Answer: These needless recommendations will result in needless expenditures. The CC&Rs; recorded when your project was built are just as good today as any set of brand-new ones, typos and all. Don’t touch them and don’t let anyone convince you otherwise.

That CC&Rs; are out of date is a false premise lawyers and vendors use because it sounds dire. If that were true, the day after they were rewritten, they would be out of date.

When CC&Rs; are first drafted, they comply with laws and regulatory requirements in effect at that time, which might include, depending on the project’s age, the Davis-Stirling Act and federal, state and Department of Real Estate codes. CC&Rs; are written to last a lifetime.

Embarking on costly projects designed to beat the clock on expiring CC&Rs; is unnecessary. Civil Code section 1365 provides a mechanism for extending the expiration date with a simple majority vote at no cost to the association. Even if CC&Rs; expire, no one is thrown into jail. The development and association do not cease to exist and are not prevented from doing business.


There is no such thing as “keeping up with the law.” If this were the case, every time legislation passed, you would have to hire an attorney and rewrite the CC&Rs.; A good lawyer will advise an association that a change in the law negating a portion of the existing CC&Rs; automatically takes precedence and that the change does not have to be written in.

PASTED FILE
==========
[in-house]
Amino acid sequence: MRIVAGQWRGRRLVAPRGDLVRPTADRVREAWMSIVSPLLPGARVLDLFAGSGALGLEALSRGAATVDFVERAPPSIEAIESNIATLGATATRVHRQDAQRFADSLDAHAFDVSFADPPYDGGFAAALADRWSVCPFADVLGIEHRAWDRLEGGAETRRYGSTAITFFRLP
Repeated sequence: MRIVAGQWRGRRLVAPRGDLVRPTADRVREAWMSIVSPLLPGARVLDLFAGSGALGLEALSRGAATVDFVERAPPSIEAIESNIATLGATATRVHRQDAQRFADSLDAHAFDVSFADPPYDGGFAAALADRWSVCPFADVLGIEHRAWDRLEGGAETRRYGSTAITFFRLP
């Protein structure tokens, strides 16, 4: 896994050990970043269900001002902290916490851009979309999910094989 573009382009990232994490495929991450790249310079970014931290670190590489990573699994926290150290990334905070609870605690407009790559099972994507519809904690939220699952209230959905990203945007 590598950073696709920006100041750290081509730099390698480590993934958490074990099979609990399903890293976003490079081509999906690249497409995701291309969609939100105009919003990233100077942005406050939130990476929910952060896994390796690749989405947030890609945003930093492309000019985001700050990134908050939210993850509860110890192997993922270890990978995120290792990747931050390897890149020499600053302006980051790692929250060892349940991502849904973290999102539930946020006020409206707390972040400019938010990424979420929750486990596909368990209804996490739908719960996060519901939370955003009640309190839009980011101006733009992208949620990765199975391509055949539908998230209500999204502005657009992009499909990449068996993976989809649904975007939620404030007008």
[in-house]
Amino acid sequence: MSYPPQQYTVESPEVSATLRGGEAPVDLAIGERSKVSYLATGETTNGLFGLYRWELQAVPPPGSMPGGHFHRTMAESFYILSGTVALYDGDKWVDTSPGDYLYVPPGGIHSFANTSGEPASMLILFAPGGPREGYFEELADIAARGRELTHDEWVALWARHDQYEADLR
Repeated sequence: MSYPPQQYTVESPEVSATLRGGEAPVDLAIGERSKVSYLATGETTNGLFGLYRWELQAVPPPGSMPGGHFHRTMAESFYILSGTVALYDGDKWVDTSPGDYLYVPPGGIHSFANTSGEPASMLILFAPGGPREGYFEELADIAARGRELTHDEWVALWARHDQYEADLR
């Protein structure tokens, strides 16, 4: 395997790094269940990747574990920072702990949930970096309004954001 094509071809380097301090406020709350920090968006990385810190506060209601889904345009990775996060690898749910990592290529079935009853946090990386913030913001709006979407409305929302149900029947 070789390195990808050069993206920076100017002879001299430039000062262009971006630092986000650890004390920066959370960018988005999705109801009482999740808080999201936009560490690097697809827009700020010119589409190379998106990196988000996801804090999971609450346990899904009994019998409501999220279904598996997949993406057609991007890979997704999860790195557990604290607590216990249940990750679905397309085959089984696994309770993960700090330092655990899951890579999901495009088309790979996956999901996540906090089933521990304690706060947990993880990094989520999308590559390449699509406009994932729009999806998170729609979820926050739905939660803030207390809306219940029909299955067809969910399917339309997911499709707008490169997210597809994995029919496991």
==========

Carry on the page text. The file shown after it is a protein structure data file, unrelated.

“Restated,” as referenced in the Davis-Stirling Act, means rerecording the CC&Rs; with whatever minor changes need to be made. “Rewritten” means a change in the document and its import. Unless homeowners understand each change and the reason why it is being made, any vote to approve the new documents is being obtained by fraud.

By agreeing to change the CC&Rs; at this time, the board in essence assumes an obligation, if not a duty, to rewrite the governing documents every time the law changes.

Warnings to delete alleged illegal clauses or add new ones or “risk being sued” are alarmist. The law defines standards for the development and takes into consideration that not all projects are alike. When courts review conflicts between private documents and the law, as a general rule, the law prevails.